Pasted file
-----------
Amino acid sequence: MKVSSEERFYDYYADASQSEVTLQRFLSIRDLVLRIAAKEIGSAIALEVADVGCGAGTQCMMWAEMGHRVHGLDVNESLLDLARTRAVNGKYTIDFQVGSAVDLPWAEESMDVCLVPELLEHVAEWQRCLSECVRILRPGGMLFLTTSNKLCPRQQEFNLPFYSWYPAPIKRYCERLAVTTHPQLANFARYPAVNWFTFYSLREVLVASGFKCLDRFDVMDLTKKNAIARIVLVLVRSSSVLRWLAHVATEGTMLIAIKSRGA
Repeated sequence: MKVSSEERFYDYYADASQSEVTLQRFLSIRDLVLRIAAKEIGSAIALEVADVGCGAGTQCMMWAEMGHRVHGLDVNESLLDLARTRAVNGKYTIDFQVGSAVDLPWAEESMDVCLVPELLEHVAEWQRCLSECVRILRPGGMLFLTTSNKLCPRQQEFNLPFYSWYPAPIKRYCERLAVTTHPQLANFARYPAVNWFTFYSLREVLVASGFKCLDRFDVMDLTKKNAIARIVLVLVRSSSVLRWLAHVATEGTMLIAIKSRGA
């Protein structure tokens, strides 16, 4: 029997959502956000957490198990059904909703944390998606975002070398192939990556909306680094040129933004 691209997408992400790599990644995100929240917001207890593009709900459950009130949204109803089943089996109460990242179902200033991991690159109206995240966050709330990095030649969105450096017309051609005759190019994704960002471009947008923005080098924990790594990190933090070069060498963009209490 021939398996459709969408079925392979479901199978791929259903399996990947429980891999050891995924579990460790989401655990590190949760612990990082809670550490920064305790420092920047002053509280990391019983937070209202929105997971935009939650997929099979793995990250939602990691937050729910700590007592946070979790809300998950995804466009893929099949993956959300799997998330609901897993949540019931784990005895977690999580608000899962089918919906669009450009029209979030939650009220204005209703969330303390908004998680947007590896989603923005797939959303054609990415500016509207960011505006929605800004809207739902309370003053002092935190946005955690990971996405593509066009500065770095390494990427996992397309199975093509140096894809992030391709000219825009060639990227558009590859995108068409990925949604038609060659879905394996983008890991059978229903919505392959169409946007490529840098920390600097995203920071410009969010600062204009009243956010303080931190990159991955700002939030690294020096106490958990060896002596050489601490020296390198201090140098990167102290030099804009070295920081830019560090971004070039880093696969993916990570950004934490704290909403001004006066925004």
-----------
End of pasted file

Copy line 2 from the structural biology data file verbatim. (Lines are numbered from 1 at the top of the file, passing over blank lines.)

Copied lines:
Repeated sequence: MKVSSEERFYDYYADASQSEVTLQRFLSIRDLVLRIAAKEIGSAIALEVADVGCGAGTQCMMWAEMGHRVHGLDVNESLLDLARTRAVNGKYTIDFQVGSAVDLPWAEESMDVCLVPELLEHVAEWQRCLSECVRILRPGGMLFLTTSNKLCPRQQEFNLPFYSWYPAPIKRYCERLAVTTHPQLANFARYPAVNWFTFYSLREVLVASGFKCLDRFDVMDLTKKNAIARIVLVLVRSSSVLRWLAHVATEGTMLIAIKSRGA